The whole family really liked both dinners and I particularly liked that the easy recipes taught me a few techniques. For example–the lamb burgers came with directions to quick pickle red onions, mix feta into the mayonnaise, and lightly toast the buns beforehand. All of these were easy things that completely upgraded the dish, things that I typically wouldn’t think to do. I had an aha! moment when I read “Wipe pan clean from burgers. Return to heat and briefly toast buns in the pan.” So simple, yet I never do it.
I love cookbooks, I read them all the time. I love trying new recipes. But I appreciated the user-friendly aspect of something like this. I think it’s perfect for people who say “I’m terrible at cooking.” Or for a young single guy who wants to cook at home, but has no idea where to start. You could do a couple weeks of this, and go forth feeling like you know what you’re doing and have some serious experience under your belt. For me, it helped me snap out of the “whaaat do I make tonight?” rut that I was knee deep in.
They ship to a surprising number of places (like, Pennsylvania, Iowa and California!) which makes them a potentially awesome Christmas present.
And for those of you googling this stuff–there is another service out of New York called Blue Apron. Here’s the skinny on a couple of the differences between these competitors. 1/ The menu for plated changes every week, and you can decide your order up to 24 hrs before it ships. 2/ Blue Apron is $3-5 cheaper per plate, but you do not get to pick the food, you just pick whether it is vegetarian or not. 3/ plated has an optional monthly membership that discounts each plate. Blue Apron is cheaper overall, but requires you to receive a certain amount of dishes each week.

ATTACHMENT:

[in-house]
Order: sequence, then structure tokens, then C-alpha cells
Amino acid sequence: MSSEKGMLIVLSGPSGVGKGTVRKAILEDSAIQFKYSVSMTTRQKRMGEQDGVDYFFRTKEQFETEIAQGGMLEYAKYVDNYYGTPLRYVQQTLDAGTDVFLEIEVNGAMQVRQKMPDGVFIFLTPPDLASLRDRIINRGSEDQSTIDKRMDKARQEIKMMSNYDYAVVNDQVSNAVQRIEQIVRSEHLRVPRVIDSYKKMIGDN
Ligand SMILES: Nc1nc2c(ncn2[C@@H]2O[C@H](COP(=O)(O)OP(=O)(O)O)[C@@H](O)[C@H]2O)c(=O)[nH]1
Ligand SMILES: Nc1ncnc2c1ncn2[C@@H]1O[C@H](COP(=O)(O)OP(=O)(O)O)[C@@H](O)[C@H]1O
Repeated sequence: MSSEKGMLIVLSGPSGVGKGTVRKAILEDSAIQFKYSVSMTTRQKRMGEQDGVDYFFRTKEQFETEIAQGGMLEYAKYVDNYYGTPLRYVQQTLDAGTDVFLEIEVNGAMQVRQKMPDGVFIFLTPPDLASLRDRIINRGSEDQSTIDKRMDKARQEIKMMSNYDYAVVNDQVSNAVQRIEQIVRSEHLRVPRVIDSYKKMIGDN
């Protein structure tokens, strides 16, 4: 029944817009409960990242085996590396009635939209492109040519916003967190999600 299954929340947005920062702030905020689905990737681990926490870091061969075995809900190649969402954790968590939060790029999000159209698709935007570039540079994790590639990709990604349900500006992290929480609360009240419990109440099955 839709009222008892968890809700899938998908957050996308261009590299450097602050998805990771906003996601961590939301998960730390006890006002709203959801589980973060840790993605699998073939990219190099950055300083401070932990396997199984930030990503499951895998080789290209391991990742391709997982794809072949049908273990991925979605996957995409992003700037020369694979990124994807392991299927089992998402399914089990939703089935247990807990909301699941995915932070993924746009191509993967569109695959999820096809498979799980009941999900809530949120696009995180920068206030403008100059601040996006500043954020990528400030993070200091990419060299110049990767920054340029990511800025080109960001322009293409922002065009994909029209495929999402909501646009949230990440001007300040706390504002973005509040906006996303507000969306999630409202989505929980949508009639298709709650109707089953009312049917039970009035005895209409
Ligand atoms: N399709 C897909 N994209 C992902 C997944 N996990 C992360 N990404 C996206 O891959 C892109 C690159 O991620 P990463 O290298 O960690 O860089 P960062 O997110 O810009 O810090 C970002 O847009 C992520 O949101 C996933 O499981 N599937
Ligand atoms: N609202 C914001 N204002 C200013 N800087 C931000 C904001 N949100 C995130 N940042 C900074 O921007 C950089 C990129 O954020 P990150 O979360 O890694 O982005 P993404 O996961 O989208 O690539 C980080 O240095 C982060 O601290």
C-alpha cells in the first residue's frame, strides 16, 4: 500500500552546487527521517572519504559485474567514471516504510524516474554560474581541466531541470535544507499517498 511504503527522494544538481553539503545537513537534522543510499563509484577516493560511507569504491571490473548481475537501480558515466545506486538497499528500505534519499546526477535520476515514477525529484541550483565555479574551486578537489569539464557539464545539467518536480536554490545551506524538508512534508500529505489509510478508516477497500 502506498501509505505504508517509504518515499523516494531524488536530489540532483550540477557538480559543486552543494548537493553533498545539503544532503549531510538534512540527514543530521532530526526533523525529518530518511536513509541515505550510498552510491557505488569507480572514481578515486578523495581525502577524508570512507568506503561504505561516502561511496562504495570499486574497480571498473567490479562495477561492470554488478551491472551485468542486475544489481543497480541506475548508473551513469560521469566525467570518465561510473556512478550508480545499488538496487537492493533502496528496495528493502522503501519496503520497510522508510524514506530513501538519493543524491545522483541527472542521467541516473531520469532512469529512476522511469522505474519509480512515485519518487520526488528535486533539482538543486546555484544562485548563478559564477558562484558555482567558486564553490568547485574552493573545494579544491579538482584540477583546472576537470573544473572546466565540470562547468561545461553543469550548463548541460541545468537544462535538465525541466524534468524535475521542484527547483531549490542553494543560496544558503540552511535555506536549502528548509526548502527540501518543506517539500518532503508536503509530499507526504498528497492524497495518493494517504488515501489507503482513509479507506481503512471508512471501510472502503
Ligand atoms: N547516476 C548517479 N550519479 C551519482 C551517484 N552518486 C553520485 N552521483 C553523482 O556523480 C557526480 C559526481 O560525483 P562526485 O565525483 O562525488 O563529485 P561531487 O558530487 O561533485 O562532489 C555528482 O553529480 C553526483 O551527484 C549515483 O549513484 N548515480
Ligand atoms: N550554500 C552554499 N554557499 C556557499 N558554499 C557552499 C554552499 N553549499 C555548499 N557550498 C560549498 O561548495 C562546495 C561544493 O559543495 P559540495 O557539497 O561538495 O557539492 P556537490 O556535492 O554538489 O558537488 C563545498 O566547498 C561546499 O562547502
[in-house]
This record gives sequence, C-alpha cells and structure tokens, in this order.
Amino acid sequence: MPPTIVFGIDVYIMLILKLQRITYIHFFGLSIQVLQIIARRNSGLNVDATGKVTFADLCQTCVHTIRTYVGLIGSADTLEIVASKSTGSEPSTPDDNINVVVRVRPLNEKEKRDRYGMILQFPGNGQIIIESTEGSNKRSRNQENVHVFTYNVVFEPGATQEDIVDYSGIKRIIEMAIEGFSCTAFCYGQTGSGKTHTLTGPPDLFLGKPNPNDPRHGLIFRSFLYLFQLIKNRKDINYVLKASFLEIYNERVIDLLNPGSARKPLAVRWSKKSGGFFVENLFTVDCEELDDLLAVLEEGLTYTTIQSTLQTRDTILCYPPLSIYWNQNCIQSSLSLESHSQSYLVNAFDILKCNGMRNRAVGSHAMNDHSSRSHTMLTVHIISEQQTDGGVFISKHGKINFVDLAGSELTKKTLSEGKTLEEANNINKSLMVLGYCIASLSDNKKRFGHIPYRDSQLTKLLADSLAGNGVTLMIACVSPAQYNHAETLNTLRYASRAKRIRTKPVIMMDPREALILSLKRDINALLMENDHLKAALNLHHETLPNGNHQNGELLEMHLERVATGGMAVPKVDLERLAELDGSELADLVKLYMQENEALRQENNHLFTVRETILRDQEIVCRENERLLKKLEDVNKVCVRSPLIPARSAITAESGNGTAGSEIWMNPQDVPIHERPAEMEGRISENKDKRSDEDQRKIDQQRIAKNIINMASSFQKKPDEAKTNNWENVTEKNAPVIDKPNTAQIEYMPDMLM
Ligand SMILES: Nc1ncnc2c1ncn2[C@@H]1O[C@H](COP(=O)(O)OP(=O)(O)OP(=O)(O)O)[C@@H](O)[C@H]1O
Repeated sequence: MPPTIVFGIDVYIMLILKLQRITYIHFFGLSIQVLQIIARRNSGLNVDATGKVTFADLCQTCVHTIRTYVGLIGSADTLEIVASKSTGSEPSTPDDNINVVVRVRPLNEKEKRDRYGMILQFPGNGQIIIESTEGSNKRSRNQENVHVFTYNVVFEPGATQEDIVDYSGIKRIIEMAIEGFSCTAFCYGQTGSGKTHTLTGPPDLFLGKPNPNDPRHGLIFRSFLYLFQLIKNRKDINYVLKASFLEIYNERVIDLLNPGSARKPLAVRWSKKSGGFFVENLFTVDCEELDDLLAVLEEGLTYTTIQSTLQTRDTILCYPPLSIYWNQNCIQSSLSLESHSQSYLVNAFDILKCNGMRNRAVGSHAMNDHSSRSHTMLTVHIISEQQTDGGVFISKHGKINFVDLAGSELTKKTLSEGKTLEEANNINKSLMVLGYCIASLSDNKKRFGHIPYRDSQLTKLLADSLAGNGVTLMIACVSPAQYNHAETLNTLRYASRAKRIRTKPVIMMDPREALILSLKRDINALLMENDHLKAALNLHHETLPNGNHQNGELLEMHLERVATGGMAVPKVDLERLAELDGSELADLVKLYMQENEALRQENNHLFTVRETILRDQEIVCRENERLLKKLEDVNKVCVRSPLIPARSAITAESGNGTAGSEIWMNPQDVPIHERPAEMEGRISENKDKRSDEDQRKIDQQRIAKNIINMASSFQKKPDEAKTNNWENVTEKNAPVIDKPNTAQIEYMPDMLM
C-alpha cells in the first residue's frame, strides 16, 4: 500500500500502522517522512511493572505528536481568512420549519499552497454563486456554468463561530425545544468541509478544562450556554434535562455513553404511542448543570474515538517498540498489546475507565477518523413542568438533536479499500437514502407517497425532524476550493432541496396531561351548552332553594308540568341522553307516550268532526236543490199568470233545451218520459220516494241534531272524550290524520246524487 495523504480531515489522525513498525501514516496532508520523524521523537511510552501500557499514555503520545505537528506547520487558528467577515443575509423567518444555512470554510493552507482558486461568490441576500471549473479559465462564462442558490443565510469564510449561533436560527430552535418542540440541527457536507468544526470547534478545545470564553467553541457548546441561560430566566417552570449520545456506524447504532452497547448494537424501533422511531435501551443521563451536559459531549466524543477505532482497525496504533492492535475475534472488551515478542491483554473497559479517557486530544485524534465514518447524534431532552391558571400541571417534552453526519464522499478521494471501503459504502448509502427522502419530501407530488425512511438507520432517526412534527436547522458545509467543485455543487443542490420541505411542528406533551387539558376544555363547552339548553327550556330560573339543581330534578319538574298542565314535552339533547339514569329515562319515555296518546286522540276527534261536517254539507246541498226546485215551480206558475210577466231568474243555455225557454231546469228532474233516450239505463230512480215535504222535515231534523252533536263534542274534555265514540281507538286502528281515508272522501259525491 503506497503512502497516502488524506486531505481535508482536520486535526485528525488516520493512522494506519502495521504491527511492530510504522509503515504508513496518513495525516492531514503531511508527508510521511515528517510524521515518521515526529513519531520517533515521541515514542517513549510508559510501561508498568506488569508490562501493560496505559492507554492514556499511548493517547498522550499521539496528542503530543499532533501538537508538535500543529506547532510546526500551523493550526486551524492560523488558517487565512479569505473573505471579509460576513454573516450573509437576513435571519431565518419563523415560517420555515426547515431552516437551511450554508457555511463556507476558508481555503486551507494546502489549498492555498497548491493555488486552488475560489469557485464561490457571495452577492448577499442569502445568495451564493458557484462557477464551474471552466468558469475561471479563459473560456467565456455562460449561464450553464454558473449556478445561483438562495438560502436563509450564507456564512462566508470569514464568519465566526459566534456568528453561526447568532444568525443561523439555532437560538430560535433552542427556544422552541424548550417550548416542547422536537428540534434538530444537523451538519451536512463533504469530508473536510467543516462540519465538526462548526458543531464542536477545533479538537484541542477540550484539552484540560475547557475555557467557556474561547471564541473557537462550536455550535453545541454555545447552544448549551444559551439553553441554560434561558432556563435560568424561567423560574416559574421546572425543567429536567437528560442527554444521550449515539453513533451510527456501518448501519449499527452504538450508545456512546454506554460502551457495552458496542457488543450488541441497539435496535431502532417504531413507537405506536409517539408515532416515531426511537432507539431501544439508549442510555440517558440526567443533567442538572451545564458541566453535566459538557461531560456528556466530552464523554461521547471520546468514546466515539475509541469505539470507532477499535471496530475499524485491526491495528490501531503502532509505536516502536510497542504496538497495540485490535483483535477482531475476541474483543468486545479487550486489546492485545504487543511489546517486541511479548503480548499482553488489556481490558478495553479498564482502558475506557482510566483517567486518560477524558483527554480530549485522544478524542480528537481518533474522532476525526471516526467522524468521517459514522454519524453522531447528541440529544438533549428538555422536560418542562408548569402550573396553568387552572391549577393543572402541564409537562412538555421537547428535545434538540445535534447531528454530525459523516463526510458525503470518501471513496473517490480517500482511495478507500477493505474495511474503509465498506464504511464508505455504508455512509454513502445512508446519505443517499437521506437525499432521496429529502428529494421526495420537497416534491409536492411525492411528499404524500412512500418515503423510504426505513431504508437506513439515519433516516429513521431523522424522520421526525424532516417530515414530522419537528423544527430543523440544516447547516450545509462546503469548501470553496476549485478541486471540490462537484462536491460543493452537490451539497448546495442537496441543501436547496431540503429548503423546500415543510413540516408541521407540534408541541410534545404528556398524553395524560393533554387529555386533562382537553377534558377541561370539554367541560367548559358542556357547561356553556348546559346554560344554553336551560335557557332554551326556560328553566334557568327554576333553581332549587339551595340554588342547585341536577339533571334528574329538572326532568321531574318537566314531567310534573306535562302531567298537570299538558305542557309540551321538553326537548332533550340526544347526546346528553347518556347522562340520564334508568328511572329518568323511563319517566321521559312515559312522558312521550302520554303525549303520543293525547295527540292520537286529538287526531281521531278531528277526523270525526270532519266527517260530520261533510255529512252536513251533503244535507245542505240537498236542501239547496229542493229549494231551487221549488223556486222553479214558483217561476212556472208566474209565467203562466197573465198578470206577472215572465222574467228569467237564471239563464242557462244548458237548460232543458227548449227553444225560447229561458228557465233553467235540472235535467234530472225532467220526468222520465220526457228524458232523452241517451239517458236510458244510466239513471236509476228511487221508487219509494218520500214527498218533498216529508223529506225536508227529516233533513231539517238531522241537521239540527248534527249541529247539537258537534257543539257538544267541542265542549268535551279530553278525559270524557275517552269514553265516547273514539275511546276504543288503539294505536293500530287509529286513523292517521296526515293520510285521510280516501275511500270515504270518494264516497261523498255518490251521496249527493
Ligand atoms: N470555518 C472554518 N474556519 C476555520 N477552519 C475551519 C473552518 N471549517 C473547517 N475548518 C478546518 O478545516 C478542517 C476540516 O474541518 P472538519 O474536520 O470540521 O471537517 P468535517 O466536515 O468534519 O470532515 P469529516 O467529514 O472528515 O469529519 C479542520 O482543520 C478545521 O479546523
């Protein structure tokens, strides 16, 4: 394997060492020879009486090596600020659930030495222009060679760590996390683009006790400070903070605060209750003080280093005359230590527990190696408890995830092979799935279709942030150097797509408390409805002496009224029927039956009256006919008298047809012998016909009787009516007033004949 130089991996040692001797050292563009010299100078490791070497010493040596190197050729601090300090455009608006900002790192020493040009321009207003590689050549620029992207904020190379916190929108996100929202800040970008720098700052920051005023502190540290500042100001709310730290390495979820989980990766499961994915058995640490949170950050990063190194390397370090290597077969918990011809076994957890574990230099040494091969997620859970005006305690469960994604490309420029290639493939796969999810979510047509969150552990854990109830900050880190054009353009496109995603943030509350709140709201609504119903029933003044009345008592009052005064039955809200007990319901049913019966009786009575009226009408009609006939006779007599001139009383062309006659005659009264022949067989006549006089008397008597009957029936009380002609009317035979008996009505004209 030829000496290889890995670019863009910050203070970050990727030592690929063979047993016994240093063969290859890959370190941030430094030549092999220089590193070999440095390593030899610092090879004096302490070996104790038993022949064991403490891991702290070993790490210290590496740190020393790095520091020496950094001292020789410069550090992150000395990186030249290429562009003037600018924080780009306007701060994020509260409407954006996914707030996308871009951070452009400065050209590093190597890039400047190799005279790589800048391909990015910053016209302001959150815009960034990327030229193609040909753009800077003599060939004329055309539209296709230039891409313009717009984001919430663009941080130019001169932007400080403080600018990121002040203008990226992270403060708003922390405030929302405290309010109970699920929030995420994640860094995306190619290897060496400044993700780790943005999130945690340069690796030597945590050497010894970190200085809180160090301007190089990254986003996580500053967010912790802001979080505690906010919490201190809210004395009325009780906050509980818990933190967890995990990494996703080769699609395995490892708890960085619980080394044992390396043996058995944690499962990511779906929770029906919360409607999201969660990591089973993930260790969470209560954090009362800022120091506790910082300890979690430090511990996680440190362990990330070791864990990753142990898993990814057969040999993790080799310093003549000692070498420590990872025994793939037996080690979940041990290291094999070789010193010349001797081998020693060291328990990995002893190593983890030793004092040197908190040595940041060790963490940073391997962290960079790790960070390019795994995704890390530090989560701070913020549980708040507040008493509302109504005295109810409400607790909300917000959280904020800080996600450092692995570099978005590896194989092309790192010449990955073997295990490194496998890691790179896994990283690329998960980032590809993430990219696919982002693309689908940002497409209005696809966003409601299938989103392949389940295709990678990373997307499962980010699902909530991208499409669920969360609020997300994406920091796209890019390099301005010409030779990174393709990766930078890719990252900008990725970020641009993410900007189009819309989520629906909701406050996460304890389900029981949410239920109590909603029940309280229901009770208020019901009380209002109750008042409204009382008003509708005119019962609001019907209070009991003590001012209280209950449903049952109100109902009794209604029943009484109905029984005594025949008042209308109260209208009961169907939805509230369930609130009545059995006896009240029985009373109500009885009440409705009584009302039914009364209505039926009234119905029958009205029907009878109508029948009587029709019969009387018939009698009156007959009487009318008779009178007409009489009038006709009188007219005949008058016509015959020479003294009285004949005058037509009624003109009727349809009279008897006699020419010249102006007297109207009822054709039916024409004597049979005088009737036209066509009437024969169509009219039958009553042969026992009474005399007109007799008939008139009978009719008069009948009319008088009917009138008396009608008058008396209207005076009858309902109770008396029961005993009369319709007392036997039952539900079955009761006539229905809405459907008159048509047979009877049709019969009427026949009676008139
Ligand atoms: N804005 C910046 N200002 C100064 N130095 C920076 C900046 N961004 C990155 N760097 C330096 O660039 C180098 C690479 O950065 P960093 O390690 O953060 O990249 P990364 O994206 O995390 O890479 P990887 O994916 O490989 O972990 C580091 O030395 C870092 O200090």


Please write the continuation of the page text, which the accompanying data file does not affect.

I’ve still got two more dinners to order–I’m eyeing those potato goat cheese cakes for next week! This isn’t sponsored, just a personal review. BUT do note: if you use a referral code to sign up, you get two free plates!
Extremely enlightening things I learned while browsing Blue Bottle Coffee’s brewing guides:
- French Press coffee should only sit/brew for four minutes
- Pour all of the coffee out of the French Press as soon as it’s done brewing
- Pour-over coffee should take 2.5-3 minutes of pouring to brew
- A Moka Pot (Italian stovetop) is best done with already hot water
- Pulling a perfect espresso shot is an art form.
The writing is a little snobby, but in a charming hopeless-nerd way. The photography is amazing. And the knowledge (particularly that French Press bit) is transformative. Nice website, guys!
a new series wherein I ask friends what apps they use frequently and why. I’m going first, let me know what you think!
Voice Memo I’ve been using this to record Lux talking to herself and at music class so I can remember the songs for Lux later on.
Google Maps Much subtler on the road than the Apple maps app.
Merriam Webster Good old fashioned knowledge.
Simple a new bank that Joe and I are using because their app is designed to help you save.
Google I use their search app because it’s quicker than the Safari browser.